ROSE: Do do you believe the inves— Mr. Mueller is exceeding— his jurisdiction?
PENCE: Well, I think-- I think that's-- that's for others to say. What I can assure you is that we're fully cooperating with the special counsel. And we'll continue to do that. I've— I've made clear that during my time on the campaign I was not aware of any contacts or any collusion with Russian officials. And I stand by that. And, as I said, we'll-- we'll provide any information the special counsel requires. But, you know, honestly this is not what the American people are focused on.
ROSE: Okay. Let's focus on that. We've got some questions for you.
NORAH O'DONNELL: Just quickly though. Paul Manafort was your campaign chairman for both you and Mr. Trump. And he was reportedly offering briefings to a top Russian oligarch who has close ties with Vladimir Putin about what was going on. Was that appropriate?
PENCE: I— you know, I've read those accounts in the newspaper. And, you know, I-- you know, Paul Manafort was on the campaign for— at the same time I was for about a month. And so, you know, look. We're just gonna let this process go forward.
O'DONNELL: Got it.
PENCE: And we'll let the special counsel get the answers the American people deserve. But—
O'DONNELL: And you —
PENCE: But I have to be honest with you, Norah. Honestly, the American people-- as I travel around this country, the American people are focused on the very same things that President Trump is focused on every day. And that is: How do we advance our national security? How do we make the world a safer and more peaceful place? How do we make America more prosperous? And the President's gonna continue to focus.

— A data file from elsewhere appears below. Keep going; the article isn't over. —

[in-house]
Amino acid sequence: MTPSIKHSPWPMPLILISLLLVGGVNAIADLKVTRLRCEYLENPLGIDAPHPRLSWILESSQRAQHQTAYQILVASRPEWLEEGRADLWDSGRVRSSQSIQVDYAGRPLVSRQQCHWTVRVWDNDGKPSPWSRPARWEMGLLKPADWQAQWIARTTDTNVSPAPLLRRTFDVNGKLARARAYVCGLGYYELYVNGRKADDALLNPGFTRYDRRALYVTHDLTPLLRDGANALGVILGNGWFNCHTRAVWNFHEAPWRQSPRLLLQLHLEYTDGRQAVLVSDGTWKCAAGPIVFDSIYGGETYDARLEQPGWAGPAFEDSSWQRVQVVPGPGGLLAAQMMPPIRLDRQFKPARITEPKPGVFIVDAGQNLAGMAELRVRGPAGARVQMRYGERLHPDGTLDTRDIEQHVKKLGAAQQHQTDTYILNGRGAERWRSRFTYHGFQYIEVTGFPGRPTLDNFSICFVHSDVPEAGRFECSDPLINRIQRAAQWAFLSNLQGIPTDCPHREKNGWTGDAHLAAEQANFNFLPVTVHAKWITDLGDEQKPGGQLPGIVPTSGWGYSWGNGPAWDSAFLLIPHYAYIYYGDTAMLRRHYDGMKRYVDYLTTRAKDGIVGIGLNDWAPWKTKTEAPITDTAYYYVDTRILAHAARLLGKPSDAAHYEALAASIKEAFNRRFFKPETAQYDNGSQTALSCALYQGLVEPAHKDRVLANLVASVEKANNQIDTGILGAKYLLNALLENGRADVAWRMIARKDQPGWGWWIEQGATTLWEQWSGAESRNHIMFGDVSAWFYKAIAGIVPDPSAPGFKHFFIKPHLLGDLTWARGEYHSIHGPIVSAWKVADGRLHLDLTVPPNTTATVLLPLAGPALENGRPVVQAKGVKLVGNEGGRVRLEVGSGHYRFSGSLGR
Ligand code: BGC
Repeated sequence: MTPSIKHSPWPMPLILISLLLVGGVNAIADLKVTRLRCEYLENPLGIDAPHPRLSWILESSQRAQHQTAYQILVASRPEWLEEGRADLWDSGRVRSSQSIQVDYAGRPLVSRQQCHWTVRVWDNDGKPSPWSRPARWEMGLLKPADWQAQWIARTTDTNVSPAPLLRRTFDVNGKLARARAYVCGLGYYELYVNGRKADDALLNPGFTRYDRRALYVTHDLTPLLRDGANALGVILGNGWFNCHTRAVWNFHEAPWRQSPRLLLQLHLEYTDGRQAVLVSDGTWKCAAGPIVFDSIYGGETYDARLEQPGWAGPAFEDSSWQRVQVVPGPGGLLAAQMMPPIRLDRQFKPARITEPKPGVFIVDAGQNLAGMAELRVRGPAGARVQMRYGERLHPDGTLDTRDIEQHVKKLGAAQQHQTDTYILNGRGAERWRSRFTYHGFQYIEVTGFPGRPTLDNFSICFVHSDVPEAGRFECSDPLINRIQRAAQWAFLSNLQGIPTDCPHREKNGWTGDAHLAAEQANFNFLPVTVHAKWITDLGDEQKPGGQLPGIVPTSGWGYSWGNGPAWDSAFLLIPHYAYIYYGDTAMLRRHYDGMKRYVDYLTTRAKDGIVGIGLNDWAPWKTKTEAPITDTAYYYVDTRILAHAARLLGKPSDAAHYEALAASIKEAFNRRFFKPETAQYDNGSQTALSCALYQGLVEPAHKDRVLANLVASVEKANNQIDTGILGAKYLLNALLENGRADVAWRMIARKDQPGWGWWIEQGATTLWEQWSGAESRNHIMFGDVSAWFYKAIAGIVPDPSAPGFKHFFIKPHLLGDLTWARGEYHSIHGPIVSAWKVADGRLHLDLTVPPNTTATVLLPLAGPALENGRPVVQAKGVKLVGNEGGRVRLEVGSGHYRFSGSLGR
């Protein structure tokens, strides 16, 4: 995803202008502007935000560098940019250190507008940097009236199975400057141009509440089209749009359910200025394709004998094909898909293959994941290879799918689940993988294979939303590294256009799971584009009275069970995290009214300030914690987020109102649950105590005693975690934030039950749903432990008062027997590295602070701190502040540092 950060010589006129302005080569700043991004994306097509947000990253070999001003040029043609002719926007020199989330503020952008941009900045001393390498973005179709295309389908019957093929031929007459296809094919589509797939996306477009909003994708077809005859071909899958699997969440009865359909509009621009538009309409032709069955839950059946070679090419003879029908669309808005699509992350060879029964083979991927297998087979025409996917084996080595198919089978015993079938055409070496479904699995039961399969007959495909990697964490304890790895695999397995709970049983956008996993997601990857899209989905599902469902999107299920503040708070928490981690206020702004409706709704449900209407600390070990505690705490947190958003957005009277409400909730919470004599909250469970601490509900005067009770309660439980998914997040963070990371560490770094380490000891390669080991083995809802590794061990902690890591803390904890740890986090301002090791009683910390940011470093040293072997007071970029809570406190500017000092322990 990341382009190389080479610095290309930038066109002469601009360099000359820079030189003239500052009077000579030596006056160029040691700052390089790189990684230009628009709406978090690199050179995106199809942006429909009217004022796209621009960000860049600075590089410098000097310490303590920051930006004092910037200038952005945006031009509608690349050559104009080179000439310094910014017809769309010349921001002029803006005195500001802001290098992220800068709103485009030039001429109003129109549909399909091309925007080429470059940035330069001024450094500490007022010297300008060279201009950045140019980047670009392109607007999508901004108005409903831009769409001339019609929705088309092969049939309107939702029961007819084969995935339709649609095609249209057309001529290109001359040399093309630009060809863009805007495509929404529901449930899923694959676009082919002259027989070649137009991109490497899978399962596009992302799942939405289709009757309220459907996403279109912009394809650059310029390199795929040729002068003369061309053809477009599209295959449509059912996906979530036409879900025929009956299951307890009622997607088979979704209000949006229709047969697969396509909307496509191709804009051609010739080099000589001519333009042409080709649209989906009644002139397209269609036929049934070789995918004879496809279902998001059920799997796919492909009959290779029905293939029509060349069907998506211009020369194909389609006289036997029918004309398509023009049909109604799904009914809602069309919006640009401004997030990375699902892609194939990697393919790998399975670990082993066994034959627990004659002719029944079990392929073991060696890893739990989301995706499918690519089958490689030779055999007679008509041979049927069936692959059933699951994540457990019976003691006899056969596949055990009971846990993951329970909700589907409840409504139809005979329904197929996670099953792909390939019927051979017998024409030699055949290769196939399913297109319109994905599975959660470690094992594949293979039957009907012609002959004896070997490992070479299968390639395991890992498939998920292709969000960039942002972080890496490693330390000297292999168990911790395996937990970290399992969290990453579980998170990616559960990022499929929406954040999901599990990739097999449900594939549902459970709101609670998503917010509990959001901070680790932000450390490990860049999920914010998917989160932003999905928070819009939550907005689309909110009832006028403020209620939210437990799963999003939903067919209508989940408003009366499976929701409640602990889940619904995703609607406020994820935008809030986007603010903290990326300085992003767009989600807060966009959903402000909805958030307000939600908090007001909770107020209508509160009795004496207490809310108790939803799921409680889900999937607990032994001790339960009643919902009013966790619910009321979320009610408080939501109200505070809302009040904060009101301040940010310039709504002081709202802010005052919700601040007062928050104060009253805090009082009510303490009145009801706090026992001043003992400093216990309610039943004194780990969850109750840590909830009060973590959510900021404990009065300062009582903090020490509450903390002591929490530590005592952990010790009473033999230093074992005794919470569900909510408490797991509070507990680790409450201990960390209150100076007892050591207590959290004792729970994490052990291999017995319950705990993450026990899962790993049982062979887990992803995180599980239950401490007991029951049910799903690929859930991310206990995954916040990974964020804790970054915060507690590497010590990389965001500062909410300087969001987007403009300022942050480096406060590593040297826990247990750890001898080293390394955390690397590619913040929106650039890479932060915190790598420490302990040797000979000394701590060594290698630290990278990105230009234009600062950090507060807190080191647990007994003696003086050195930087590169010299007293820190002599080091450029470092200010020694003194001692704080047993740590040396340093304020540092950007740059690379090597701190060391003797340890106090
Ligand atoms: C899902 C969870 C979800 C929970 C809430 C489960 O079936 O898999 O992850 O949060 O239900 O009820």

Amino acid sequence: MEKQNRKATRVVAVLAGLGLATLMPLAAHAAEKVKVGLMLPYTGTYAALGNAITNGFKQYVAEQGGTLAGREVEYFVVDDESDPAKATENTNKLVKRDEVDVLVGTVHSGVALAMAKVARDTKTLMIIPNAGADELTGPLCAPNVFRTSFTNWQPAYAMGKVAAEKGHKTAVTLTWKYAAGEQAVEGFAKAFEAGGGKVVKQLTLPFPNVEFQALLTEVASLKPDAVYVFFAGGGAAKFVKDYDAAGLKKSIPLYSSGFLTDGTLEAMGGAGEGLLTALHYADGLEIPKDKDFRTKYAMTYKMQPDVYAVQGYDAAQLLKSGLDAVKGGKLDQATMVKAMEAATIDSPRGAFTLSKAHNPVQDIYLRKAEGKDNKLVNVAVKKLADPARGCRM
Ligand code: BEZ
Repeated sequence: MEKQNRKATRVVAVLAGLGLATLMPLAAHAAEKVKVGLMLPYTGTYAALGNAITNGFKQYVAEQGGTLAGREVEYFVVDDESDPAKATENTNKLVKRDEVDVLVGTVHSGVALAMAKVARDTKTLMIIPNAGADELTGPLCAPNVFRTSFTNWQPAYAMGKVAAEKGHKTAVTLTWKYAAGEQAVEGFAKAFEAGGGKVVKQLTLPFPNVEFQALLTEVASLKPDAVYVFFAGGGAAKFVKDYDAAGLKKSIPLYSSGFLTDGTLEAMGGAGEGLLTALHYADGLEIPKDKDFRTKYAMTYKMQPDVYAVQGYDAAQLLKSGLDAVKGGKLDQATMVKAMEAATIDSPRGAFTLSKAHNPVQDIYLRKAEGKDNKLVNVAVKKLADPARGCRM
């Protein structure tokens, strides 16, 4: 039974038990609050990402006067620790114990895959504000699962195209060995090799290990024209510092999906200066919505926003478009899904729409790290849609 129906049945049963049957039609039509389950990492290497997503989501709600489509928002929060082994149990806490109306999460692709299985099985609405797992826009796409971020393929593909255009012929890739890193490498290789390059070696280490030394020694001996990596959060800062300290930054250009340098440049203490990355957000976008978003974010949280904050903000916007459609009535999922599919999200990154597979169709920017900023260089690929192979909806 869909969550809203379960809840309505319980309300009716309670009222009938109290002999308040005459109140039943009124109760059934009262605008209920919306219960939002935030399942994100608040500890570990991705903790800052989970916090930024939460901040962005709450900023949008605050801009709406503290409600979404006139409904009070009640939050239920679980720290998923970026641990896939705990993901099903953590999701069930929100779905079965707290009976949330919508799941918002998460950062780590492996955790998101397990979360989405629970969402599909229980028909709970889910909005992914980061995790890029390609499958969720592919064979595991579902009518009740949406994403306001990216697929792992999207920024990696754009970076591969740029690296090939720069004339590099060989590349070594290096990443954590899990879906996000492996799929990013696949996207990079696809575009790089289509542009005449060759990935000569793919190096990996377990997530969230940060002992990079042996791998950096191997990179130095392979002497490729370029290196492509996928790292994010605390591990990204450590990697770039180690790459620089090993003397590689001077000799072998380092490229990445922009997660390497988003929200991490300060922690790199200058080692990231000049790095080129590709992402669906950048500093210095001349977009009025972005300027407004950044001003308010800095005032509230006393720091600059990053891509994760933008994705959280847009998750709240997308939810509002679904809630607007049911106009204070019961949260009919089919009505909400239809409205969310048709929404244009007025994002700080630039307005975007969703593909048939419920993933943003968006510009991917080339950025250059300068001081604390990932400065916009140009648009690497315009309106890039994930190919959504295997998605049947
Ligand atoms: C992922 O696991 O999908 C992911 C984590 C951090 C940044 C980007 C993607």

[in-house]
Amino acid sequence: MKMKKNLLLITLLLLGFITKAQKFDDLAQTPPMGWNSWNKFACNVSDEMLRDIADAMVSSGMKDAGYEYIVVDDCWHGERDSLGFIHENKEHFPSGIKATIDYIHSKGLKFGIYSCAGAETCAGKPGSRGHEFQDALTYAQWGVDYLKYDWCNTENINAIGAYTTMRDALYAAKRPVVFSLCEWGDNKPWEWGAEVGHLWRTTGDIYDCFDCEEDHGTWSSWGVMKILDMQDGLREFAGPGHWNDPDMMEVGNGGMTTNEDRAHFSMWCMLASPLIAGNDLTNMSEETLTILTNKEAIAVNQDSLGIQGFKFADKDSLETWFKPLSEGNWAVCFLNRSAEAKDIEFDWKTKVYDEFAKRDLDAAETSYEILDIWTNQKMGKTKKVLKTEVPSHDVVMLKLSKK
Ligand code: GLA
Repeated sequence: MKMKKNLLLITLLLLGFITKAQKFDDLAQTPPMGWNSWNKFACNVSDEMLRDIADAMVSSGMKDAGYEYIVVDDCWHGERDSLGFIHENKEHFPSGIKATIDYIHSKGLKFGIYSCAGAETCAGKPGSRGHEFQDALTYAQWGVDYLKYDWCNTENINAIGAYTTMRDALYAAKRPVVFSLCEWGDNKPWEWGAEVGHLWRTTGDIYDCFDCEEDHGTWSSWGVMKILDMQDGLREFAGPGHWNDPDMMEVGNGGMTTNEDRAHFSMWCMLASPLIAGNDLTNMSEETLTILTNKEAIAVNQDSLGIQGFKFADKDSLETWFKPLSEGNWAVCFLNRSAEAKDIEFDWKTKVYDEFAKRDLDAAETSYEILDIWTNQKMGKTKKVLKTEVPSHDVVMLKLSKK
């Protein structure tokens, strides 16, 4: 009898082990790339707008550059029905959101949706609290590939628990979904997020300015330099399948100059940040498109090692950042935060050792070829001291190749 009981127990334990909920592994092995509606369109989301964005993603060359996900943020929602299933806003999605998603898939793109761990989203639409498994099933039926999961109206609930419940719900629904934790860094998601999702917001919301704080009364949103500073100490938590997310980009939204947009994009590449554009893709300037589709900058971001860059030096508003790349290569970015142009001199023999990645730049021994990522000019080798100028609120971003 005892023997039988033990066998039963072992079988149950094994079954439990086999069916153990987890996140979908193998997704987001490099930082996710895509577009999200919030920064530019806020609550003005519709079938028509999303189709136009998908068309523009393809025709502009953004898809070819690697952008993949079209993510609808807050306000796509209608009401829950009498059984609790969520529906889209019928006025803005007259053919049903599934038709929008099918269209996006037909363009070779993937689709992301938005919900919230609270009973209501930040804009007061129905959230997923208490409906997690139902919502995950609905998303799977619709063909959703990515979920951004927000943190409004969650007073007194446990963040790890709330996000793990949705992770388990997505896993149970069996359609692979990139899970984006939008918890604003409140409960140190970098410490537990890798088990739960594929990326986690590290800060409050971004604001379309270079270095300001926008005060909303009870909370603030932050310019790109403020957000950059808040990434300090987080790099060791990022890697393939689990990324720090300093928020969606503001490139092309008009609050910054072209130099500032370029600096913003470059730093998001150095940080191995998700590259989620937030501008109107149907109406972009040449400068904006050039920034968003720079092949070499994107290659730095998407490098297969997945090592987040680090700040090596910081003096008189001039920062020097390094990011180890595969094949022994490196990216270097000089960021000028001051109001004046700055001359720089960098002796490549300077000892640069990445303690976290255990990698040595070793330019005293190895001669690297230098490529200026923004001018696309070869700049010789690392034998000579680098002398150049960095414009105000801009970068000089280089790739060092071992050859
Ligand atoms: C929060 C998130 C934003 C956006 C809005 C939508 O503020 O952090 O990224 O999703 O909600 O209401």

O'DONNNELL: Well, then let's talk about that.
GAYLE KING: Yeah, let's talk about that.
O'DONNELL: On the Iran deal —
KING: --in unison here. Go ahead, Norah.
O'DONNELL: On the Iran deal, has the President has decided to decertify it?
PENCE: Well, the president said yesterday he's made a decision. And he'll—
KING: Do you know what that decision is?
PENCE: He'll — well, he'll indicate that decision at-- at-- his time, his choosing. I know we've got a deadline in the middle of October whether we re-certify the Iran deal-- before the Congress.
KING: Do you think that he should?
PENCE: I think President Trump made his view of the Iran deal very clear before the United Nations General Assembly this week. He considers it nothing short of an embarrassment. The worst, one-sided deal perhaps in American history. And the simple truth is that transferring $1.7 billion in cash to the leading state sponsor of terrorism was a terrible idea.